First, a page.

You’re Doing It Wrong: Common Mistakes People Do With Raw Food Diets

raw food diet

Many people who transition to a raw food dietreport feeling lighter, healthier and more energetic. These claims make diving head first into the lifestyle sound enticing, but it’s easy to make mistakes when you’re unfamiliar with raw foods. If you’re beginning to adopt an entirely raw diet, avoid these common pitfalls.

rawfood-pyramid

Transitioning Too Fast

Jumping right into a 100 percent raw diet can shock your body and result in symptoms such as chills, constipation, bloating, gas, headaches and skin problems. Often referred to as “detox,” these symptoms are the result of your body cleansing itself of unnatural chemicals, processed ingredients and other byproducts of a previously unhealthy diet. It’s smarter to begin by gradually increasing the amount of raw foods that you eat each day and working your way up to entire raw meals.

Eating Too Few Calories

Raw foods, especially fruits and vegetables, have much more bulk than their cooked counterparts. This makes you feel full faster than you’re used to and can lead to accidental undereating. Incorporating soaked and sprouted raw grains into your diet along with calorie-dense protein sources such as hemp seeds and chia seeds can help you meet your calorie goals without feeling like you’re stuffing yourself at every meal.

Eating Excessive Amounts of Fat

Although seeds and nuts provide a ready source of important nutrients, many raw foodies wind up consuming too many. For some, nuts and seeds can be hard to digest and may cause discomfort. These foods also pack high amounts of fat, which can lead to weight gain over time. A good way to make sure you don’t overdo it is to portion out daily amounts of seeds and nuts into bags or containers. Raw desserts made with nuts, seeds and coconut oil should be considered treats and only consumed on special occasions.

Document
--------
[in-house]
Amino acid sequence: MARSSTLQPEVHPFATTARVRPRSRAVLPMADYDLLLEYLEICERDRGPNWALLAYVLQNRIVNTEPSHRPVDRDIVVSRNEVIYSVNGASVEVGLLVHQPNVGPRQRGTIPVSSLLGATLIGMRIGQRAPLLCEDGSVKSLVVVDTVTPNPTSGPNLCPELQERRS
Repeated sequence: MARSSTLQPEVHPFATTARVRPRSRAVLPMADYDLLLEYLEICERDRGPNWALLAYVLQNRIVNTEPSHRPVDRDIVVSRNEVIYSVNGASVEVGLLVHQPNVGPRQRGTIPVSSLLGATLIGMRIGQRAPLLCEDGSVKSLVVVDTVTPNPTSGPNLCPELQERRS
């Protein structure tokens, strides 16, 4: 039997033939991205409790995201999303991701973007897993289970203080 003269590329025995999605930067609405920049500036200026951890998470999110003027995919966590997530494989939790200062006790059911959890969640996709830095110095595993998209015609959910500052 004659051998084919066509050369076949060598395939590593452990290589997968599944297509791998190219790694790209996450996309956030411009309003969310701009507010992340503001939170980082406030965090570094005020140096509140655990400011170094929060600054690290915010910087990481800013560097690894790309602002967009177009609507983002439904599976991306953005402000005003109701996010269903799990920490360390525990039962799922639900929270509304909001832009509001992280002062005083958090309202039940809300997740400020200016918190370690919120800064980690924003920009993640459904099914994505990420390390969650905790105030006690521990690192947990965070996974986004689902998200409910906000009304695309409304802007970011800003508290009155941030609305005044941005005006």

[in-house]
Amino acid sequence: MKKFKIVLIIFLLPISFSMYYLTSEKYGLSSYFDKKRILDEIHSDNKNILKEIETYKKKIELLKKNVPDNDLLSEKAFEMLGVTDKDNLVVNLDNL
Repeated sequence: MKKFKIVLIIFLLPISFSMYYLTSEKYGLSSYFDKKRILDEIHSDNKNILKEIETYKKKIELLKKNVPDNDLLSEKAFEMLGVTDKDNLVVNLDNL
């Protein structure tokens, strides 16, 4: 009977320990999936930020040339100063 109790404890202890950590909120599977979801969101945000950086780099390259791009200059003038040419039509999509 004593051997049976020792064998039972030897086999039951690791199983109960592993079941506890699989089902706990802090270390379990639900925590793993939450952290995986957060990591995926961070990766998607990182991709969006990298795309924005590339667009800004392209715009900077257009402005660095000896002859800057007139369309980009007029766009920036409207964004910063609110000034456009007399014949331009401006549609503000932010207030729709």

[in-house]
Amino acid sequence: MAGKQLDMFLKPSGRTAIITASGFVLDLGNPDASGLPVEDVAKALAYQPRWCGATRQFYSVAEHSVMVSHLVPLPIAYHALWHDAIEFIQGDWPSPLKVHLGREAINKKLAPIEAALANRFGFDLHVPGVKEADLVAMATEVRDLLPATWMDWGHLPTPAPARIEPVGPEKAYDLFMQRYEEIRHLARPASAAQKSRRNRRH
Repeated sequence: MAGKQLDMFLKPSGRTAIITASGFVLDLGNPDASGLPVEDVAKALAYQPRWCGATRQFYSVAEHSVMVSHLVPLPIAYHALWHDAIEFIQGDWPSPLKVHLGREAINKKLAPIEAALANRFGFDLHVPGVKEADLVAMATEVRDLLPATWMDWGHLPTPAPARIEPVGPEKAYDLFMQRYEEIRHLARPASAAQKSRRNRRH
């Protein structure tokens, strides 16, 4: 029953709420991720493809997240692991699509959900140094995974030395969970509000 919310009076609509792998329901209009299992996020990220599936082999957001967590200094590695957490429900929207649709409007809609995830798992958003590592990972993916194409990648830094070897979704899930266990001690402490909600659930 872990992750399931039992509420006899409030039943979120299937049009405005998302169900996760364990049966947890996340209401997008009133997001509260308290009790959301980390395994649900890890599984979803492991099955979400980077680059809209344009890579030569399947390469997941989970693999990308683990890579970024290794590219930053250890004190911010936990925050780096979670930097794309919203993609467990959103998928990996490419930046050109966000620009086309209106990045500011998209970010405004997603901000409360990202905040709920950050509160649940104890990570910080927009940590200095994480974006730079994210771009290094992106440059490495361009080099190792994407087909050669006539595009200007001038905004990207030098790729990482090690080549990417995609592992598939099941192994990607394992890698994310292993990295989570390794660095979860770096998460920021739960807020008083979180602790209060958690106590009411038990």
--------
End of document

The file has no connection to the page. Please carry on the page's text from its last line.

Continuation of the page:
Having Overly Strict Rules

When some people go raw, they become obsessed with the concept and start to worry about consuming foods that have been heated above a certain temperature or those that were grown using conventional methods rather than organic. These kinds of rules turn the diet into drudgery and may wind up detracting from its health benefits.

Relying on Packaged Goods

Raw crackers, breads and other packaged raw products are convenient when you need a snack on the go, but remember that they’re essentially raw versions of the processed foods you’re trying to eliminate by going raw in the first place. Limit your intake to avoid overindulging in oil and salt.

Limiting Food Variety

Some raw foodies eat large quantities of a single food in one sitting instead of a combination of foods. While these “mono meals” are okay on occasion, too many of them not only limit the amount of nutrients that you get but also make a raw diet boring. Try new fruits and vegetables as you transition to raw foods to keep things exciting and introduce your taste buds to different flavors.

Making Preparation Too Complicated

Don’t let the quest for diversity make you feel obligated to spend hours in the kitchen preparing restaurant-quality raw foods. Enjoy foods in as close to their whole forms as possible to keep dishes simple and quick. Save meals that require a lot of chopping, marinating and dehydrating for when you feel like having a truly special treat.

Raw foods are packed with vitamins, minerals, antioxidants and other nutrients that provide extensive health benefits. When you approach the raw food diet with mindfulness about what you eat and a willingness to learn along the way, you are ready to enjoy the amazing benefits of a raw food diet.

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